soil sample

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Soil Ecology

Soil is a complex mixture of inorganic materials (sand, silt, and clay), decaying organic matter, water, air, and a great array of organisms. Because of its abundance of living organisms, soil is discussed here along with other "biological setting" components, even though soil is sometimes incorrectly described as a physical, non-living entity.

Soil has three basic properties which aid in its identification and taxonomy: color, structure, and texture. Soils often vary substantially from place to place within a watershed, and among different watersheds. To describe their differences, soils are classified into soil orders. Knowing the basic differences among types of soils can be useful for understanding why they vary in their suitability for supporting different land uses and ecological communities. Histosols, for instance, are poorly drained with a high organic content. These, essentially, are wetland soils -- soils where a constant presence of water allows for the growth of water-tolerant plants, but breakdown of organic matter is slow due to the anaerobic condition of the soil. Oxisols, on the other hand, occur throughout the tropics -- these soils are low in nutrients because most available nutrients are being utilized. The extremely high turnover rate (of matter and particularly nutrients) in the tropics makes these soils, when taken alone, highly infertile. This is one of the key reasons why deforestation in tropical watersheds creates a serious dilemma: once the vegetative cover is removed, there is little capacity for the site to self-restore.

Food Webs and Trophic Ecology

Terrestrial and aquatic ecosystems have characteristic trophic (feeding) patterns that organize the flow of energy into, through, and out of the watershed ecosystem and support the growth of organisms within the system. Food "chains" are rarely linear, hence the term food web, often used to describe the trophic interactions of organisms within an ecosystem.

Within a food web, organisms interact and, in the process, may directly or indirectly affect other organisms. The example pictured is a simple, aquatic-only food web; when the whole watershed's terrestrial components are also considered, food webs can be very complex with numerous interactions among land-based and water-based species. Food webs also often recognize the different roles species play by terming them producers (organisms that generate food, primarily through photosynthesis), consumers (first-order consumers are vegetarians, second-order consumers feed on first-order, etc.), and decomposers (which feed on dead tissue and return nutrients and energy to other parts of the cycle), among other terms.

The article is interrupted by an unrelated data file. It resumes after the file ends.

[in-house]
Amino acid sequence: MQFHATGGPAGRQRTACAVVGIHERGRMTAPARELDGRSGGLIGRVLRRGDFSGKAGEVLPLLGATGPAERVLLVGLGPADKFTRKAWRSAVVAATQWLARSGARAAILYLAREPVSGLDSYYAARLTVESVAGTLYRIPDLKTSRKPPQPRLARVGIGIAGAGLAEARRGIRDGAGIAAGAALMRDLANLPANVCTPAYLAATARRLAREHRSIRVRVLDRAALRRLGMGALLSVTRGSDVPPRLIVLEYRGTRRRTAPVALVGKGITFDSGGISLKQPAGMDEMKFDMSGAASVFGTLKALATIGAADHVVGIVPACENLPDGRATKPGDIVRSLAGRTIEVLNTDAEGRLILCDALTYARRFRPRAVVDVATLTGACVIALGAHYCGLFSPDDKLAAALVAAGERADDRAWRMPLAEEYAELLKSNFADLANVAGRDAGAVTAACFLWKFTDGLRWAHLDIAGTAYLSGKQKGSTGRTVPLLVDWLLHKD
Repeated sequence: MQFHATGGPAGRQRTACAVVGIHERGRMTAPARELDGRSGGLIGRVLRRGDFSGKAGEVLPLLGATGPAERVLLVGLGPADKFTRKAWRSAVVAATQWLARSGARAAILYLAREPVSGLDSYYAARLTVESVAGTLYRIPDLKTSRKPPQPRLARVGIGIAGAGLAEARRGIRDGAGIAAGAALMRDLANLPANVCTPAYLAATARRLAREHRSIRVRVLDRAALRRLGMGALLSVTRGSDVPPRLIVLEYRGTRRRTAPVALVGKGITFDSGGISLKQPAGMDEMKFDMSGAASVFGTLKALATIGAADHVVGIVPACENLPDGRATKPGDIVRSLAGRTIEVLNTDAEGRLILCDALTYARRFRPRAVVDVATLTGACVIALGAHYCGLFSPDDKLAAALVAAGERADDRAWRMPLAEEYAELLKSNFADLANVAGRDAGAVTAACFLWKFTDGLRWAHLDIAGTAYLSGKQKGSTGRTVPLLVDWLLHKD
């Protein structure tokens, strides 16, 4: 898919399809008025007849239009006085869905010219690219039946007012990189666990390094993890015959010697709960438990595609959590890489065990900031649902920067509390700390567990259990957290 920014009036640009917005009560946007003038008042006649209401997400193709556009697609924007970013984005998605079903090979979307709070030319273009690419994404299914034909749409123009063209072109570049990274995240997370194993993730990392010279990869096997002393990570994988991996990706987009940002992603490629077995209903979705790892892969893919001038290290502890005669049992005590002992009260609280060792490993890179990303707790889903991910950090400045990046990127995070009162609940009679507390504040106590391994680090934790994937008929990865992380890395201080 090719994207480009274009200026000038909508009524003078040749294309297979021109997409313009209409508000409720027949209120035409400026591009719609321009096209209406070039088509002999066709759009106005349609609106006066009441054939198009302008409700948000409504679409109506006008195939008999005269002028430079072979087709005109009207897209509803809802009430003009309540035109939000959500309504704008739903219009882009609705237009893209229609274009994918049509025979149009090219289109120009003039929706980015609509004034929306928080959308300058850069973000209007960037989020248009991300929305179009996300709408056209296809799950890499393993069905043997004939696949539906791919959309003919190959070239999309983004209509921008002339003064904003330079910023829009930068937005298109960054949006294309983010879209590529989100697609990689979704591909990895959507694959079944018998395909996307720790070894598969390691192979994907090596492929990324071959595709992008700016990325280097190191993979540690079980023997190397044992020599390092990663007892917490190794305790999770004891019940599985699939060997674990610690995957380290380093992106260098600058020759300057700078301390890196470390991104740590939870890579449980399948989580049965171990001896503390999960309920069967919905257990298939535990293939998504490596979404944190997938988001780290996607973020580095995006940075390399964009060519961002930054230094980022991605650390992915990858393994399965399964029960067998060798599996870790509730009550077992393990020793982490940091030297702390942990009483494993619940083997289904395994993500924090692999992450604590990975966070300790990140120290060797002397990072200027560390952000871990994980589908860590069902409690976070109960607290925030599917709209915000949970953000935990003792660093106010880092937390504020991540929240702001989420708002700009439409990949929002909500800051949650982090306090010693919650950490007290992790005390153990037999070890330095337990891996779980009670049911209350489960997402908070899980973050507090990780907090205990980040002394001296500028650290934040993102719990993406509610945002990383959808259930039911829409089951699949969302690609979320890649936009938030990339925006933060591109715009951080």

Species with especially far-reaching effects on an ecosystem are called keystone species. These species differ from dominant (i.e. abundant) species in that their effects are much larger than would be predicted from their abundance. They have a disproportionate effect on the composition of communities and ecosystem function. A keystone species' presence is often the lone reason for the presence of other organisms and/or the maintenance of unique ecological areas. The effects of keystone species are context-dependent, meaning that a species is not always a dominant controlling agent across its entire range, through all stages of its life cycle, or at all times of the year. The American Alligator is an example: it is not the most common species in southern swamplands and bayous, but it is an important predator that also modifies aquatic habitat structure by creating `gator wallows'.

Indicator species are species whose presence or absence indicates an environmental change. 19th-Century coal miners used to keep a caged canary with them in the mine shaft; the especially-sensitive canary would signal the presence of dangerous, flammable gases by ceasing to sing, and dying. The ever-cognizant miners could evacuate upon noticing the death of the pet bird. This is the concept behind an indicator species: they are modern-day canaries-in-a-coal mine. Watershed canaries in a coal mine include several types of aquatic invertebrates that are labeled "intolerant" of poor water quality, and amphibians such as frogs and salamanders.

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Section 7 of 21